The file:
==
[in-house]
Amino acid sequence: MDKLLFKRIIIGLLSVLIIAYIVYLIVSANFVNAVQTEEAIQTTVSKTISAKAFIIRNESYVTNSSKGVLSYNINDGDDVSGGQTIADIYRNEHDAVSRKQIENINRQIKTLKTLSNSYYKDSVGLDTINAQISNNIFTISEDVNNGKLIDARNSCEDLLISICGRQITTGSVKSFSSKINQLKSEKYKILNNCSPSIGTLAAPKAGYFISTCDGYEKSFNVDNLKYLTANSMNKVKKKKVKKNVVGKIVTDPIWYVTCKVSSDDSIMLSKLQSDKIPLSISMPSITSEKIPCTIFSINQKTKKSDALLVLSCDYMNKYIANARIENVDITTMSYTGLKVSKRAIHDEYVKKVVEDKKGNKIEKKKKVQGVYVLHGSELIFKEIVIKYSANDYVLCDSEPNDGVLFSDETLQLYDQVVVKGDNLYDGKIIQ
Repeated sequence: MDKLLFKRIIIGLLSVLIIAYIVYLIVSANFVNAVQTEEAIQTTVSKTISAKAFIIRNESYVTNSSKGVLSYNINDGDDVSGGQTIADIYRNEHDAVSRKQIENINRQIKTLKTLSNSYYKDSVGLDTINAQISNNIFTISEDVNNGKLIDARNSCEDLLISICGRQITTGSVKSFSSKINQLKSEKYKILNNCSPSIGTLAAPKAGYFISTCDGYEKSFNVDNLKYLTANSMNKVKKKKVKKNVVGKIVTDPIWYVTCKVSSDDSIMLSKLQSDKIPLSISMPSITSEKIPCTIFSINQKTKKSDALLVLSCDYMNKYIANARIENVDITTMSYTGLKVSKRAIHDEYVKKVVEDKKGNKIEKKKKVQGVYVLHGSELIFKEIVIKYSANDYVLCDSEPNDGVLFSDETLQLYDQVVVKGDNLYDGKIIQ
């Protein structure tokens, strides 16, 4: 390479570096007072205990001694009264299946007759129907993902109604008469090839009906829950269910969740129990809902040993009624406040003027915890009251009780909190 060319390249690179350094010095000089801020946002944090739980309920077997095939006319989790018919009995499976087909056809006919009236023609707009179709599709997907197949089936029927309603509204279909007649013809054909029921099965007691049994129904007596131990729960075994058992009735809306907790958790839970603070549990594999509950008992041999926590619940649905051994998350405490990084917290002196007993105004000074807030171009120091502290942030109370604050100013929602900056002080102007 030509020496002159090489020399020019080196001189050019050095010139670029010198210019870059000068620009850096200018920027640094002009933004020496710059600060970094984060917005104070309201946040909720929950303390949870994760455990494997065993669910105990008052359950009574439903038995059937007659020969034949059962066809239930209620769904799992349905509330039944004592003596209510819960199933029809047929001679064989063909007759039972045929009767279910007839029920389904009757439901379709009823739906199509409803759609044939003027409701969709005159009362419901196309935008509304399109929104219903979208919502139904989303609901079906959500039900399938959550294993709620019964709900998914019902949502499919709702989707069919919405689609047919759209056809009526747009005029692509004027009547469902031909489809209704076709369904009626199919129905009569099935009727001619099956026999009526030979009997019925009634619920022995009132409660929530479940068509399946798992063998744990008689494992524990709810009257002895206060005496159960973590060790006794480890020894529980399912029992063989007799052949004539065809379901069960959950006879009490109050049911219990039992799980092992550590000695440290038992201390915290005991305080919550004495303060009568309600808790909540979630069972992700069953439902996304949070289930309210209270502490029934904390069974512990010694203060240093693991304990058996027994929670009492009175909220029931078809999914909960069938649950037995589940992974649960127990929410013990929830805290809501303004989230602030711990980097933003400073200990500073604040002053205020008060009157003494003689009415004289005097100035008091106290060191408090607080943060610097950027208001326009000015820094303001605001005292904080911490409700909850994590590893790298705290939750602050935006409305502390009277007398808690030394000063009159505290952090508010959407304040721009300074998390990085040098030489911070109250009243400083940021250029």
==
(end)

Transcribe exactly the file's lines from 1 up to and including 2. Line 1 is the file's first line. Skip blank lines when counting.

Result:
[in-house]
Amino acid sequence: MDKLLFKRIIIGLLSVLIIAYIVYLIVSANFVNAVQTEEAIQTTVSKTISAKAFIIRNESYVTNSSKGVLSYNINDGDDVSGGQTIADIYRNEHDAVSRKQIENINRQIKTLKTLSNSYYKDSVGLDTINAQISNNIFTISEDVNNGKLIDARNSCEDLLISICGRQITTGSVKSFSSKINQLKSEKYKILNNCSPSIGTLAAPKAGYFISTCDGYEKSFNVDNLKYLTANSMNKVKKKKVKKNVVGKIVTDPIWYVTCKVSSDDSIMLSKLQSDKIPLSISMPSITSEKIPCTIFSINQKTKKSDALLVLSCDYMNKYIANARIENVDITTMSYTGLKVSKRAIHDEYVKKVVEDKKGNKIEKKKKVQGVYVLHGSELIFKEIVIKYSANDYVLCDSEPNDGVLFSDETLQLYDQVVVKGDNLYDGKIIQ